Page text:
Tolkien Geek

Blogging J.R.R. Tolkien's "The Lord of the Rings" and other aimless pursuits.


TTT: Bk 4, Ch 10

The Choices of Master Samwise

"'I've made up my mind,' he kept saying to himself. But he had not. Though he had done his best to think it out, what he was doing was altogether against the grain of his nature. 'Have I got it wrong?' he muttered. 'What ought I to have done?'"
Sam finds Frodo, but he is too late. His master is lying on the ground, bound up with webbing. Shelob is bending over her prey. Sam spies Sting close by and, filled with rage, he grabs it and charges the giant spider. Before Shelob could react, Sam brought down the blade and sliced off one of her claws. Then he sprang closer and thrust upward, stabbing her in one the eyes. Now Sam was directly under her and she heaved up her great belly to bring it's full weight down onto the hobbit. With both hands, Sam held Sting upward in defense. As Shelob came down upon him, she "thrust herself upon a bitter spike." The sword impaled her.

Shelob sprang backwards. Despite her anguish, she poised to leap back at Sam, who suddenly remembered the phial of Galadriel. He thrust it at Shelob.

"As if his indomitable spirit had set its potency in motion, the glass blazed suddenly like a white torch in his hand. It flamed like a star that leaping from the firmament sears the dark air with intolerable light. No such terror out of heaven had ever burned in Shelob's face before. The beams of it entered into her wounded head and scored it with unbearable pain, and the dreadful infection of light spread from eye to eye."

And so the monster was forced back, and she desperately crawled to an opening in the cliff. She squeezed in, leaving a slimy trail of goo behind her. Then she was gone.

But Frodo still lay pale and motionless on the floor of the cleft. Shelob had stung him in the neck with her poison. Sam could feel no signs of life in his Master, whose skin was cold. Sean Astin did an excellent job of conveying Sam's sorrow in the film "The Return of the King", begging Frodo not to "go where I can't follow". The hobbit recalled the vision of the Mirror of Galadriel in which he saw a vision of Frodo "with a pale face lying fast asleep under a great dark cliff". But his vision was mistaken, for now Frodo lay dead in his arms.

After a time, Sam struggled to decide what he should do. His initial desire was to hunt down Gollum and kill him. But he understood that the Quest now rested upon his shoulders and he would need to see it through. Though he doubted that he had the strength to do it. In any case, he couldn't leave the Ring behind with Frodo for the Enemy to discover it. And since the war had begun, there was not much time left - if there was any left at all. Sam took the Ring on its chain carefully from around Frodo's neck and tearfully said goodbye to him. As soon as he put the chain around his own neck, he could feel the weight of the burden. He also took the phial and Sting, leaving his own blade of Westernesse beside Frodo. Reluctantly he began heading up the stairs that led to the Tower of Cirith Ungol.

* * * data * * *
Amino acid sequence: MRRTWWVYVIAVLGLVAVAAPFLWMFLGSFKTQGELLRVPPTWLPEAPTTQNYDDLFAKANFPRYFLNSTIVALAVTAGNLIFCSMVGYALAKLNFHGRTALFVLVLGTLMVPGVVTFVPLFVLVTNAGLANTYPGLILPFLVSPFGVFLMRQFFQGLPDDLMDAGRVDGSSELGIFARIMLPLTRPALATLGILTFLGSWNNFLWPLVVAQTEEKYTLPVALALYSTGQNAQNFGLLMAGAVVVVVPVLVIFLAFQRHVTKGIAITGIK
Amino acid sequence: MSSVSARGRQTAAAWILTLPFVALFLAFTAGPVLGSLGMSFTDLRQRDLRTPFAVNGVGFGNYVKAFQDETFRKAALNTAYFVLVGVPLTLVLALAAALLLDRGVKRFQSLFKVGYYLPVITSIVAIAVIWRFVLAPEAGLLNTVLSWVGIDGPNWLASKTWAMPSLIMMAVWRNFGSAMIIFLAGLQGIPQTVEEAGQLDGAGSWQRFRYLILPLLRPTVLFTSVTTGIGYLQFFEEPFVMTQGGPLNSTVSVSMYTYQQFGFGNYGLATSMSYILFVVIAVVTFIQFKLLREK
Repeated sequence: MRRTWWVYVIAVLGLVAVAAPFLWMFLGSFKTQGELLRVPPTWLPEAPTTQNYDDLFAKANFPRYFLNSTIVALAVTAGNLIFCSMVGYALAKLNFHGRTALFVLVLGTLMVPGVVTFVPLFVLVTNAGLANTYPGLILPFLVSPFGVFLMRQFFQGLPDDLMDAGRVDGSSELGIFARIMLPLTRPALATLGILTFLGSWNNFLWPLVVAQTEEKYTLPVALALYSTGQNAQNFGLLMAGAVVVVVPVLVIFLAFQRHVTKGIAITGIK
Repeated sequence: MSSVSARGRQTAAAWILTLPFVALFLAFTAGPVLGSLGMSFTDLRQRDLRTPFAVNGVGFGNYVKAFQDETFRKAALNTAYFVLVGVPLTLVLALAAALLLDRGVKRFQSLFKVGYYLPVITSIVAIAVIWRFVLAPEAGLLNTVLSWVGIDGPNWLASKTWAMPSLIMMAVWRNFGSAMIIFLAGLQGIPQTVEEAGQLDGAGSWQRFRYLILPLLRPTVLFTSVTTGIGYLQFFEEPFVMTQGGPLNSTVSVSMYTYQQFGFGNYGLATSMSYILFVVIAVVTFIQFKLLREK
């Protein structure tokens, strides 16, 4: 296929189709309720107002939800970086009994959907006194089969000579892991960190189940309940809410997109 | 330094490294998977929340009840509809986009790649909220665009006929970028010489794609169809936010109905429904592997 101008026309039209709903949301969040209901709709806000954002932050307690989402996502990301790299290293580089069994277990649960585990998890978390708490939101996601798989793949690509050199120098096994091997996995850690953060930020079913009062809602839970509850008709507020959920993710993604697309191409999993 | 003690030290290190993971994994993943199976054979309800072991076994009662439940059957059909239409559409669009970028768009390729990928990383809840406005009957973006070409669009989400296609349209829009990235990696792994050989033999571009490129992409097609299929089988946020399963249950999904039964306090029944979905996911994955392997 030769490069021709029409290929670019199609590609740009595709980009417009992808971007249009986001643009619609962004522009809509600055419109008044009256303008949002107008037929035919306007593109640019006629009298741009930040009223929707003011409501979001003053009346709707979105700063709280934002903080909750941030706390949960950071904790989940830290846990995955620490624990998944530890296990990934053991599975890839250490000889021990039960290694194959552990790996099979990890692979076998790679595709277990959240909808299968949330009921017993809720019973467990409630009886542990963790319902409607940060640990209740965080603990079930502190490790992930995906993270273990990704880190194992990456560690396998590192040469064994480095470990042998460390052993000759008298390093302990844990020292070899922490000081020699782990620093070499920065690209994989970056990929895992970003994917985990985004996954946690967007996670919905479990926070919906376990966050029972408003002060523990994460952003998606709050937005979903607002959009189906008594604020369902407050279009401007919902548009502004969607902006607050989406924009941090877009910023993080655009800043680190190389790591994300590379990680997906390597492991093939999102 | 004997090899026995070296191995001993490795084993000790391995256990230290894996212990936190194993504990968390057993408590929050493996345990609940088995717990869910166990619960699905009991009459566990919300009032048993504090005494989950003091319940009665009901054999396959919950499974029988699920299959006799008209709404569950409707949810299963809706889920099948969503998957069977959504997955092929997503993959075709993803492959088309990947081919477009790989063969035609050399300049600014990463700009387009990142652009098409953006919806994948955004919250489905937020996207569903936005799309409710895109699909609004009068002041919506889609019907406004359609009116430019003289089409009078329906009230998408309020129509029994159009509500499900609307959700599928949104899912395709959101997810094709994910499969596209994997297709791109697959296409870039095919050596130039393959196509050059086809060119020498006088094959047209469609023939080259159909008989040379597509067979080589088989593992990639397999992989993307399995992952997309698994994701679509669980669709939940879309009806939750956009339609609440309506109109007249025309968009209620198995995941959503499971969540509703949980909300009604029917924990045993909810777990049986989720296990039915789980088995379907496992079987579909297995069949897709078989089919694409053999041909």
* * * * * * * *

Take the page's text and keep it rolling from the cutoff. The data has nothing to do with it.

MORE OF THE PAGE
But he didn't get far. From higher up on the stairs, he heard Orc voices and many of them. He feared he had been caught. Desperate to disappear, Sam put on the Ring and vanished.

"All things about him now were not dark but vague; while he himself was there in a grey hazy world, alone, like a small black solid rock, and the Ring, weighing down his left hand, was like an orb of hot gold. He did not feel invisible at all, but horribly and uniquely visible; and he knew that somewhere an Eye was searching for him."

He was surprised to find that he could understand the Orcs' speech. Two packs of them had come, one from the tunnel behind and another down from the stairs that led to the tower. They met near the spot where Frodo lay. Having found a "spy", their instructions were to take him and search him for whatever they could find and report back to the Barad-dur. Sam followed after them as they carried Frodo's body. "Now off! The quick way!" cried one of the lead Orcs, "Back to the undergate!" They were heading back into the tunnel. Sam followed but didn't understand. The Orcs seemed little concerned about Shelob. Pulling up the rear of the marching Orcs, two captains named Gorbag and Shagrat engaged in a debate. Gorbag was an Orc of Minas Morgul and Shagrat was a guard of the Tower of Cirith Ungol. Sam listened.

He learned that the slimy trail left by Shelob indicated to them that she was off nursing a wound so they didn't expect to run into her. They stopped at the fork in the tunnel where Frodo and encountered Shelob. The left fork, which was blocked, led to a tunnel that went underneath the Tower. The Orcs moved the barrier and entered the tunnel. Meanwhile Gorbag and Shagrat were sharing concerns about how the war was going. The Nazgul sent them to watch the pass to be on the lookout for spies. Their talk moves to Frodo. Their orders were to seize any intruder and to search them thoroughly. When Gorbag jokes that the hobbit is nothing more than carrion, Shagrat corrects him. No, he said, "this fellow ain't dead". Sam can't believe his ears. Shagrat, who is familiar with Shelob, explains that she only stings her prey to make them go limp and lifeless so she can bind them and later feed on their blood.